rebored to a larger size if they are not strait.

I place all of my barrels between bore centers and check run out before
any work is done. If it is more than .0005 mils I re contour the barrel true
to the bore.

Factory barrels are notorious for being straightened after being contoured
and thats one reason some wont shoot. The worst factory barrel I ever
saw had .057 tho run out in the middle .

As james said I have found LILJA to be one of the best and have not had
to recontour any of his fine barrels.

But I have had to re contour other brands ( only once ) then bought no
more from them.

If you buy cheep barrels they are probably straightened to hold down cost.

Buy only premium barrels and you shouldent have this problem.

And as far as supporting the barrels when contouring I use a travel rest
that attaches to the carrage and moves with the tool.

Some barrels are tapered off the centers but the breach end is not and
must be turned (breach end only) before cutting the tennon.

If a barrel has been straightened and and not re contoured I won't use
it.

Just my opionion
J E CUSTOM
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  #12  
Old 12-29-2007, 01:28 PM
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Arc and Indexing

AJ:

There have been two different scenarios brought up here that I am reading. One is the natural arc of a barrel due to gravity. This is a natural phenomenon and can be compensated for or just accepted. The other is the alignment of the bore in relationship where the bore points at the muzzle.

From a gunsmiths point of view there are several schools of thought. We all will agree that barrels are not drilled perfectly.

One school is to start off straight and end up straight. This means dialing in the barrels on both ends. Most smiths do this within .0002 or better.

The other school is to align the axis of the case and bullet with the bore. This is done by drilling the bore out about 3/4 the lenght of the case, then boring it out with a boring bar within about .0015 of finish diameter. Then the barrel is redialed in using two points of indication in the throat area. The tendon end is dialed in crudely. Then the indicating rod is indicated near the throat and with another indicator back on the rod near the tendon face. The rod is dialed in by adjusting the spider end of the barrel.
The muzzle end is left out of center. The high spot is marked on the chuck so the barrel can be indexed to have the high side point up with the finished barrel.

There is a third philosphy and that is to use a floating reamer holder that floats both co-axially and concentrically. This may leave a little more runout in the web area but aligns off the reamer pilot at the throat area of the chamber. Most chambers cut this way will be within .002 or better in the web area. PT&G reamers are generally tight (small) in the web area and chambers cut with them require a little polishing to open then up.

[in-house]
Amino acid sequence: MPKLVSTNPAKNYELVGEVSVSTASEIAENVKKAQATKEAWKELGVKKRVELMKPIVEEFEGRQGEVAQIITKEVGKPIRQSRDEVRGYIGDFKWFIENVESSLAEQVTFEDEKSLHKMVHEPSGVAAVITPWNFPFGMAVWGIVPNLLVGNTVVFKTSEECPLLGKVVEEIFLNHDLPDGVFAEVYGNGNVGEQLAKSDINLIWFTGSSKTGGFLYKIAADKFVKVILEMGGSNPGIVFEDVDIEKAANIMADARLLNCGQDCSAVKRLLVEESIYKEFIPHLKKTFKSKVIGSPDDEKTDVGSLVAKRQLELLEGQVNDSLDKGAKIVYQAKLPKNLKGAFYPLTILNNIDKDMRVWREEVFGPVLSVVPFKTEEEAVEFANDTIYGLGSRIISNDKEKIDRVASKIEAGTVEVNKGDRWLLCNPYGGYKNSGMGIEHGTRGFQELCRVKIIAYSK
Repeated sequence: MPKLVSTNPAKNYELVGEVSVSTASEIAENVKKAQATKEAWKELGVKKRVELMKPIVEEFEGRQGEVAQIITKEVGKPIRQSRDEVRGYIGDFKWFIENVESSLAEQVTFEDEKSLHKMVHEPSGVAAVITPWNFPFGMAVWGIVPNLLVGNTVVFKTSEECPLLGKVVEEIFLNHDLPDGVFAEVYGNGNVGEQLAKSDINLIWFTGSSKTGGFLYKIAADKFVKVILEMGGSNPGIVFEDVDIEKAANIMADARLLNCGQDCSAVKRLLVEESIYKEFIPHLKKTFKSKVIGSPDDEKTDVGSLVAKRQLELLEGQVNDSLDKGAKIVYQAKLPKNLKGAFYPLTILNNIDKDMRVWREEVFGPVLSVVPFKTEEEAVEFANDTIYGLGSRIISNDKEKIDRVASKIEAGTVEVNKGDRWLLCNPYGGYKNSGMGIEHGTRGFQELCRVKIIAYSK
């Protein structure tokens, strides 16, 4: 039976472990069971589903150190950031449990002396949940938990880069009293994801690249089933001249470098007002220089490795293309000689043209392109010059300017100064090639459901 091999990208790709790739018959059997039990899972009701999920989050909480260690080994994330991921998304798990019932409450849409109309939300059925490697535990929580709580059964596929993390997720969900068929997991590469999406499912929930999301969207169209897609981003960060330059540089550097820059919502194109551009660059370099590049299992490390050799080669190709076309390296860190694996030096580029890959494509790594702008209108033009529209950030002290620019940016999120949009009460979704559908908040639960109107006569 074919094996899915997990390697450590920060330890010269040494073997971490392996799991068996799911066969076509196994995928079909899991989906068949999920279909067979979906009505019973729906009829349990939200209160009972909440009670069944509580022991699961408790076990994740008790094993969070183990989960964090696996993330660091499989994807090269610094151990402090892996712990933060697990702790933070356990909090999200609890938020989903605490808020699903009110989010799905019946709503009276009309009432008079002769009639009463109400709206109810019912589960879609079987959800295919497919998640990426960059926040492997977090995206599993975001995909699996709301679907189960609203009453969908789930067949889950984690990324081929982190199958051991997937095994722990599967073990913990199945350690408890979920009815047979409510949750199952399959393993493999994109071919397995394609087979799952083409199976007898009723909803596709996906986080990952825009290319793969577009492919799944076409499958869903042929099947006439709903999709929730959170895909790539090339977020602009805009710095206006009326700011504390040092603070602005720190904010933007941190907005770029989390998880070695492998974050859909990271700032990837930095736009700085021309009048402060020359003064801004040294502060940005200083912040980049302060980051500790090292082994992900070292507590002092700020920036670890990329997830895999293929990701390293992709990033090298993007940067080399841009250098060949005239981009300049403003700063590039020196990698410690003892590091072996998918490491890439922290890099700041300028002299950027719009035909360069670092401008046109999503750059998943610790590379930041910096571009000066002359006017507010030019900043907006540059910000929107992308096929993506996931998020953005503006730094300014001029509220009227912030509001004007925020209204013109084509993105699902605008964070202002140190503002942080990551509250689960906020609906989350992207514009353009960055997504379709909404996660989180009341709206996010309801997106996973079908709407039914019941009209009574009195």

The with either method the end results are so much better than factory barrels and chambers that there is no comparison.

AJ this is a real bone of contention with the BR shooting community. You will have the most heated debates on which methodology is the best.

The idea of a tight chamber is not always the one that shoots the best. I can tell you this from experience. I chamber a fair number of precision barrels. In my opinion stress and alignment in fitting barrels to actions and bolts to actions, and actions in stocks have more to do with good or bad performance. Todays top flight barrels are all capable of shooting sub .25 moa.

Hope I have not confused you more. I am sure some others will chime in.

Rustystud
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  #13  
Old 12-29-2007, 04:54 PM
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Posts: 2,232
Quote:
Originally Posted by Rustystud View Post
AJ:

...
I chamber a fair number of precision barrels. In my opinion stress and alignment in fitting barrels to actions and bolts to actions, and actions in stocks have more to do with good or bad performance. Todays top flight barrels are all capable of shooting sub .25 moa.

Hope I have not confused you more. I am sure some others will chime in.

Rustystud
Thanks for the info, this brings up something else I've been thinkin on.

You mention the "Barrel to Action fit", I've seen guys lightly lap the threads on the barrels to the actions, to improve the thread to thread contact (obviously good flush contact is needed between shoulder and action).

Along the same lines, I've been curious if there is anything that can be done to a Savage factory barrel and Action to insure good solid contact? I've heard of guys surface grinding the barrel nut to be square, replacing the factory recoil lug with a machined lug (because the factory lug is stamped and has different thickness top to bottom).

I have a Savage that is a consistent 1/2MOA rifle (300WSM) and all I've done is change the lug and headspace it. I didn't use any thread compound, I didn't lap threads or worry about the barrel nut being square. Is there anything along those lines that might improve the fit/squareness when I install a barrel in a Savage? I'm up for some experimenting, but would like everyones opinions. I understand that with the floating bolt face, absolute squareness isn't required with the Savage, but good consistency can't hurt. Wondering about a moly grease on the threads or lightly lapping them??

Thanks,
AJ
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  #14  
Old 12-29-2007, 06:00 PM
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This is a good thread! WOMH (way over my head - but good)